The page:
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Five rookie career mistakes and how to avoid them

Your first job is an easy place to make mistakes. Avoiding these five mistakes will help you start out right!

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    Boston University Center for Career Development offers resume and cover letter review sessions for students on February 4, 2015 in Boston, Massachusetts.
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A college grad — let’s call him Paul — was eager to make a great impression in his first job. But when he inevitably made his first mistake, he couldn’t take the letdown in stride and it cost him his job.

During the interview process, Paul had been well-spoken and had seemed motivated to start his career in sales, says Cheri Spets Farmer, a longtime manager and current digital and sales training consultant. One day something didn’t go as expected and Paul took it hard. The next day he didn’t come to work and he didn’t call. Farmer reached out to Paul, who explained how crushed he was in a singular line — “I just had to stay home and soak in the jets.”

Your first job isn’t likely to be smooth sailing, especially right away. You’re bound to make missteps and slip-ups while you get your bearings. But the one thing you definitely don’t want to do is be seen as a “Paul.”

“The fact that he would even say that spoke more than just the words themselves. It said that he really didn’t have a feel for what his role was,” Farmer says. “I think he just didn’t understand how important he was or that the other team members were relying on him.”

Paul is an extreme example of how not to act when you make an error. Farmer says Paul’s most avoidable mistake was that he dealt inappropriately with rejection. In your first job, here are five common rookie mistakes and how to avoid them.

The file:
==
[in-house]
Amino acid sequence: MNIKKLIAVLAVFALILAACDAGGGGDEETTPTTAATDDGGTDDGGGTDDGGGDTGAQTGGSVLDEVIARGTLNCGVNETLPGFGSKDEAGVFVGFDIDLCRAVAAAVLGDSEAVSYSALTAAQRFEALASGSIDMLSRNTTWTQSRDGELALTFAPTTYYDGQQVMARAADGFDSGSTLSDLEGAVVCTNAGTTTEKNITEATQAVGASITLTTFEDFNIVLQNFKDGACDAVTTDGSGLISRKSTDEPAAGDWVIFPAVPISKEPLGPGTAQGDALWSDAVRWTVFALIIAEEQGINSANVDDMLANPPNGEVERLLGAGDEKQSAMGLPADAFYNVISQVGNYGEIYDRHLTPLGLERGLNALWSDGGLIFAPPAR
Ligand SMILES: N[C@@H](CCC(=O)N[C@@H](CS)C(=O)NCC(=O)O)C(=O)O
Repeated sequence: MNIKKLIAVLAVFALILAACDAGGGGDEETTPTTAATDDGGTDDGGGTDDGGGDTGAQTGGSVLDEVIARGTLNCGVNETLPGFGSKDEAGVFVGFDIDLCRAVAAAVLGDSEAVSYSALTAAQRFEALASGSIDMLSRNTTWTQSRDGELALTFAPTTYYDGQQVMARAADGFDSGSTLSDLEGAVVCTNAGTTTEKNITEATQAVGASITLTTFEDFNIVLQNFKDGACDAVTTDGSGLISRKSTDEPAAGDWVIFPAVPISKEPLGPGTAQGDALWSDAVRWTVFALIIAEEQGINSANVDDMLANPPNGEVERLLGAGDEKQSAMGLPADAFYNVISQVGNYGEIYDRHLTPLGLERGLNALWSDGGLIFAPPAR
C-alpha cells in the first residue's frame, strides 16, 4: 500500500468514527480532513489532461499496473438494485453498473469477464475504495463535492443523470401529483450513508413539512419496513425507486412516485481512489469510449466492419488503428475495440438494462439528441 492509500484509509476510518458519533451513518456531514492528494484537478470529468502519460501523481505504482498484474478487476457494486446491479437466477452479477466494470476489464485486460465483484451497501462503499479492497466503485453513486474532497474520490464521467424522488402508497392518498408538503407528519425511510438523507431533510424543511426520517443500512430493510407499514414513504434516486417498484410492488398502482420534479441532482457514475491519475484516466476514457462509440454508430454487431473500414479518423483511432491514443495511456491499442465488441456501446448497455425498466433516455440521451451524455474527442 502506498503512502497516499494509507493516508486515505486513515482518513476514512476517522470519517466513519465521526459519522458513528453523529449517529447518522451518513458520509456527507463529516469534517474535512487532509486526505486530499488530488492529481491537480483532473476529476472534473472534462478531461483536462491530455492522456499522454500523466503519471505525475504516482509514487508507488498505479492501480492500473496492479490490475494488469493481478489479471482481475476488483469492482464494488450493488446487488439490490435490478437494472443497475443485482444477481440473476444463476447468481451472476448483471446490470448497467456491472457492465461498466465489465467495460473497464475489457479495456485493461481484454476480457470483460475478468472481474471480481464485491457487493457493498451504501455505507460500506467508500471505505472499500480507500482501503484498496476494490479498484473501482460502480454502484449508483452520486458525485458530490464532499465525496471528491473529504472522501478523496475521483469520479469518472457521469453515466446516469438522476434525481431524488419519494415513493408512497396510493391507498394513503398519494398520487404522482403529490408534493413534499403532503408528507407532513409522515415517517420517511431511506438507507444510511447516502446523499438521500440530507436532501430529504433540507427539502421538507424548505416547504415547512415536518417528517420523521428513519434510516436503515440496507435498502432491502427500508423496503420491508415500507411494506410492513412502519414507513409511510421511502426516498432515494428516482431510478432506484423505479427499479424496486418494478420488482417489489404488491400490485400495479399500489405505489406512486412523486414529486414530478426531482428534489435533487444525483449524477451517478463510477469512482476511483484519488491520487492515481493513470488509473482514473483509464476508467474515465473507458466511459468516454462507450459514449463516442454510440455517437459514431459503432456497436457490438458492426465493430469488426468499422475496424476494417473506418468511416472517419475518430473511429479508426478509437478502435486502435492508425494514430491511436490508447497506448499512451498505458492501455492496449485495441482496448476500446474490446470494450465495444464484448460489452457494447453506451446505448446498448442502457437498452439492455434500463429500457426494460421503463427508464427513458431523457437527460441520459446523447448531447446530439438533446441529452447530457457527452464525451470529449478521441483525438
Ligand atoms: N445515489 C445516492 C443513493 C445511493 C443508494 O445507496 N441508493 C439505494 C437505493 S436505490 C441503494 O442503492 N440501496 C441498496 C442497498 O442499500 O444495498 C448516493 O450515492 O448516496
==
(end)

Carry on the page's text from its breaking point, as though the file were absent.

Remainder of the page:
Mistake No. 1: Being too shy to speak up because you’re ‘the new guy’

Just because you’re new doesn’t mean you can’t have an opinion. That lesson was learned the hard way by Tara Clapper, technical editor at SEMrush and senior editor at The Geek Initiative. Clapper says at her first job as a sales rep at a self-publishing company, she was afraid to speak up because it was an entry-level position.

“Later in life I’ve learned that no matter what your position is, in most companies if you speak up that’s how you become a leader, get ahead and get promoted,” Clapper says. “I was holding myself back.”

Speaking up doesn’t mean talking just to hear your own voice. It’s about making your questions and ideas known to co-workers and managers. Any time you can add real value to a conversation, you’re showcasing who you are in the workplace.

Mistake No. 2: Forgetting names (and missing out on new connections)

If you’re the type who goes to a party, meets someone and then five seconds later can’t remember his or her name, you have a big task ahead of you in the workplace.

“The biggest challenge is not so much that they’ve forgotten the name, but when they find themselves avoiding situations because they’ve forgotten a person’s name,” says Keith Rollag, associate professor and chair of the management division at Babson College as well as author of “What to Do When You’re New: How to Be Confident, Comfortable, and Successful in New Situations.” “It can limit your ability to create effective relationships in the workplace.”

Some simple tricks for remembering names include:

  • Pay close attention when you’re introduced to someone.
  • Meet and repeat his or her name when you’re introduced.
  • Write the name down as soon as possible.
  • Make name associations or connections.
  • Follow up an introduction with a professional social media request to increase name repetition.

Mistake No. 3: Misunderstanding business goals and how you contribute to them

Many young hires don’t know what their managers are looking for or aren’t aware of their environment, says Bram Daly, client services manager for talent acquisition company Alexander Mann Solutions.